In order to get the proper colors and to keep the hologram from showing through your image, you will want to paint the back of your image. I use a combination of Acrylic Paint
and a White Marker.

Remember, you want to paint on the back so that it reads correctly when you're done.

I start by taping off along the edges so I can get a crisp line.





It is at this point that I take out my paint and go to town. Two coats here is not a bad idea. The darker your colors, the less you really need to apply the paint. Conversely, the lighter it is, the better job you should do.

After you peel all the tape off, you can fill in with your paint pen.

A couple coats here is good too. You want to make sure that you have enough.

Once you are done, turn it over on any non-white surface. You want to see where you painted outside the lines. You can use an exacto knife or similar to scratch off unwanted paint. Once you are done, line up the front and back sheets as before and staple.

Place your hologram sheet in between and glue it all together. Make sure to press down where it's still transparent. The paint is going to keep the transparency just a little bit away from the hologram paper, and you want the glue to make a good hold. After the glue has set, cut as before. Since this is a little thicker, apply extra pressure to the sheets to keep them from slipping while running the blade.

DIY Trading Cards, Part 3: Specialty Cards

If you haven't already, please see the preceding articles on making trading cards at home:
DIY Trading Cards, Part 1
DIY Trading Cards, Part 2: Making it Physical

Now that you have mastered the art of making a standard card, you are ready to add some flair. I created some specialty cards, and here are my howtos:
DIY Trading Cards, Part 3a: Hologram Cards
DIY Trading Cards, Part 3b: Memorabilia Cards
DIY Trading Cards, Part 3c: Puzzle Cards

Next up: DIY Trading Cards, Part 4: Packs

DIY Trading Cards, Part 2: Making it Physical

If you haven't already, please see DIY Trading Cards, Part 1

Obviously, you could use any of the online card-making services. That is if you want to spend $3 on a single card or have a reason for 50+ of each design. I, however, don't need that, so here is how I do it.

Take the PNG file (or JPG, however you saved it) and place as many copies on the layout sheet as you want to make. I have included the native GIMP file and also saved to Photoshop.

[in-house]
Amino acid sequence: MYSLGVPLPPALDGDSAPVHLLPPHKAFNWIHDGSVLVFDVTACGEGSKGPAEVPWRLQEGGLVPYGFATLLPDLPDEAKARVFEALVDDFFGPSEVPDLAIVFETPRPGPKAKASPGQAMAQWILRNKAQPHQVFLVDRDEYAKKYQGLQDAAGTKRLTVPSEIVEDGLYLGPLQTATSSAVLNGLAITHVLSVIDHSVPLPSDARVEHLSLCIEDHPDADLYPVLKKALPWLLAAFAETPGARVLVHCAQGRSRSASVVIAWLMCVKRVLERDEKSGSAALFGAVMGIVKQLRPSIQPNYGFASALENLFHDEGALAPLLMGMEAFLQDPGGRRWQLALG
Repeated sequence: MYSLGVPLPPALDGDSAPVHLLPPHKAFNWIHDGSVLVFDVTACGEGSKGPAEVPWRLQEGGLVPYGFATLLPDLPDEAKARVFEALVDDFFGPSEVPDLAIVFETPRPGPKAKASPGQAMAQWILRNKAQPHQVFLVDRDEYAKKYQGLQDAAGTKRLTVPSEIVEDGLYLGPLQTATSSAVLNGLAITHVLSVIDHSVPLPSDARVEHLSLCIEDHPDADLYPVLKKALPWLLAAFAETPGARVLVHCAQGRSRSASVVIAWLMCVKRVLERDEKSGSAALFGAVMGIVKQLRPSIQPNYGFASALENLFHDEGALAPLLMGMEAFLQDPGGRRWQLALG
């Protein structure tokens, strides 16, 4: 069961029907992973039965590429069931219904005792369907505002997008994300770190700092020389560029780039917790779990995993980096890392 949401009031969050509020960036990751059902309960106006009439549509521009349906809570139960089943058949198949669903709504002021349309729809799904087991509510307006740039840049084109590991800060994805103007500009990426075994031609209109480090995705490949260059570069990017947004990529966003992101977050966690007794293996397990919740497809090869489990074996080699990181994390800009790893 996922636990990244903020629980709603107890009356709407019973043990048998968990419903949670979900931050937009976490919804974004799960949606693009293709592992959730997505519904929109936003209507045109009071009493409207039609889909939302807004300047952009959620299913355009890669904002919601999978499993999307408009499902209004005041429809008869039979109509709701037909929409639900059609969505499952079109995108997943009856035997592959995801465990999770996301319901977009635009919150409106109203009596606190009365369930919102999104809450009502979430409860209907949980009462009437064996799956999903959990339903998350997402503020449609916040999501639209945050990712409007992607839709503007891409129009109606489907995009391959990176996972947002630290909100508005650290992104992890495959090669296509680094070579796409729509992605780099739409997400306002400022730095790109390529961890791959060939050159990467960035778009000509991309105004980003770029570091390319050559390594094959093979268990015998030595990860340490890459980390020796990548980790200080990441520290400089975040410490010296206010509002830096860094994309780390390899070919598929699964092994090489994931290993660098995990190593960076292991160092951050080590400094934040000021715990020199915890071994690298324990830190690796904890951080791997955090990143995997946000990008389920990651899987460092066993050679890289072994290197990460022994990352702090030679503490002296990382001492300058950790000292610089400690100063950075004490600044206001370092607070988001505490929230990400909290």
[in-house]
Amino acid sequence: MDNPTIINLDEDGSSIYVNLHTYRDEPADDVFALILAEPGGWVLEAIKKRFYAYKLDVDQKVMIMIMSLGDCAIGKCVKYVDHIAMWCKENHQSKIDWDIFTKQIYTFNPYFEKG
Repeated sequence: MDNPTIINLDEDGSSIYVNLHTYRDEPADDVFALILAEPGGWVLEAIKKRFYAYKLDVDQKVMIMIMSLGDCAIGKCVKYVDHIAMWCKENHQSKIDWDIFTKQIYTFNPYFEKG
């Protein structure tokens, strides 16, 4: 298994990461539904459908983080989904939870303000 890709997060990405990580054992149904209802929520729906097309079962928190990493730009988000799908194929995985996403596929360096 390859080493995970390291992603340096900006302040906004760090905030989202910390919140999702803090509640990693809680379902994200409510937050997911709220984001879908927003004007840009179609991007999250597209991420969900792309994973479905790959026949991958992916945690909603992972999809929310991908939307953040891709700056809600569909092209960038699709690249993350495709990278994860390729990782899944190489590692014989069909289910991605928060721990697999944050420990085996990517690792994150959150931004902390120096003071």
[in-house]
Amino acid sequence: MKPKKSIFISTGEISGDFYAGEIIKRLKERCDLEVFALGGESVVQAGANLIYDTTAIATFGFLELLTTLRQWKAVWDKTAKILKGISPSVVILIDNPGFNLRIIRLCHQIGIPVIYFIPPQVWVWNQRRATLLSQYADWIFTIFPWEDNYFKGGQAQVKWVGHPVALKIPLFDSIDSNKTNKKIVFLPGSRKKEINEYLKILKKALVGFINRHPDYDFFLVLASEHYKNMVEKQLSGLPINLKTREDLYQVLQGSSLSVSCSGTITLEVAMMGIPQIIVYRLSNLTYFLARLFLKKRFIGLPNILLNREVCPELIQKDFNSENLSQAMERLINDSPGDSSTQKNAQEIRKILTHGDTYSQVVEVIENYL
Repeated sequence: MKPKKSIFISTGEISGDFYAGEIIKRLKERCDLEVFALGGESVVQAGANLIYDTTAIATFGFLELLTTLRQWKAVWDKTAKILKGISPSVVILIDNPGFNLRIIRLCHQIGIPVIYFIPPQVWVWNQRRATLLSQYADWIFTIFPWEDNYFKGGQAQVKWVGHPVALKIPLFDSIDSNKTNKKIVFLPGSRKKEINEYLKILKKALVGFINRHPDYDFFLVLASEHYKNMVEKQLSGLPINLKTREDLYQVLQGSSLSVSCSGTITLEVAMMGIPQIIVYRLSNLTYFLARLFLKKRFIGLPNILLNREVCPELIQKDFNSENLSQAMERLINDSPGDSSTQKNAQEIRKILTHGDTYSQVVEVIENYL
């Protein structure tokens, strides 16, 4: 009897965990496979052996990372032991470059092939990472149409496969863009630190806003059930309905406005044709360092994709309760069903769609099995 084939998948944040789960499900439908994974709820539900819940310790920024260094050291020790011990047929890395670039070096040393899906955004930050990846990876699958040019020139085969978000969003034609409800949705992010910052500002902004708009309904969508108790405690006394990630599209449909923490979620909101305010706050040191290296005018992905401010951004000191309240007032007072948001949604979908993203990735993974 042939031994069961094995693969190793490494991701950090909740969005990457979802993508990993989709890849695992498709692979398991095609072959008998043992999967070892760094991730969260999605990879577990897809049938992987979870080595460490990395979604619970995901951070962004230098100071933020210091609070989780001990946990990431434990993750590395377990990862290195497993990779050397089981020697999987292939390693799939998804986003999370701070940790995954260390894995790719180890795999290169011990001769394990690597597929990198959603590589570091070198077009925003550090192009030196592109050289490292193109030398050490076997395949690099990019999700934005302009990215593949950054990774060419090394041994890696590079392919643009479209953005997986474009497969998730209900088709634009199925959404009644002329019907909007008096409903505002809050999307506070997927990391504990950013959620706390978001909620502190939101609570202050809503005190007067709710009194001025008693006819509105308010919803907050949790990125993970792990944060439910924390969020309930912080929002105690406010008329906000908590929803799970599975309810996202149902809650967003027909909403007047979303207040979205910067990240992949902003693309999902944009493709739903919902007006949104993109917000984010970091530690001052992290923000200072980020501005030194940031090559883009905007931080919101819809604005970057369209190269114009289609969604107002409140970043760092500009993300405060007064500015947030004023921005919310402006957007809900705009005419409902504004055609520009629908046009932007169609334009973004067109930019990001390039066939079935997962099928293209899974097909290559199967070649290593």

Layout Sheet_9 cards_crop.xcf (130 KB)
Layout Sheet_9 cards_crop.psd (1.63 MB)

You are going to print out one sheet each for the front of the card and one sheet for the back.

Each image should overlap the black line one pixel all the way around. If the borders don't match up from left to right, it will probably show up when you cut. This is your chance to fix it.

Remember, when making the reverse sheet, if you are doing different kinds of cards, the two sheets will be back to back. So, a front of a card on the top left will match up to the top right of the back card. Make sure the correct ones will match up. Save these again as PNG.

To print these out, you want some sturdy high gloss paper. Something in the range of 150-200 g/m2 will do.
If you have access to a color laser printer, this Laser Glossy Brochure Paper will do nicely. If you're using an inkjet, I expect this will do fine Brochure & Flyer Paper. If you don't have a printer to use, any print shop (Kinkos, Office Max, Office Depot, etc) should have this type of paper available to you at reasonable prices.

Print this centered, and at 600 DPI. Check through your color and quality settings. You probably can increase these to make nicer looking cards if you want to.

After they are printed, place the two pages back to back and check one last time that they all match up. Now hold the pages up to a bright light and use the black lines along the edges to line them up. Once you've got it, hold them tightly so you don't lose the lineup and staple along one edge in two places.

Now outside, away from anything you don't want glue on, use some General Purpose Spray Adhesive. Apply a light, even coat across the inside of the paper and smooth together. Leave this to set per instructions, preferably under a stack of books to get nice and flat.

After they have set, you are ready to cut them out. I use this Paper Trimmer. I like it because the ruler is magnetic and it helps hold down the paper while you are cutting. I also use the inch marks to get precise cards. A good straight edge and a rotary blade work fine too.

First thing I do is a rough cut on each side so that the black lines are all the way to the edge. This helps me get exact measurements.

Next, line up the lines on the correct inch mark and slice away. Remember, the cards are 2.5 in X 3.5 in. Whenever possible, measure your cuts from the line, not from another cut.

Next Up: Specialty Cards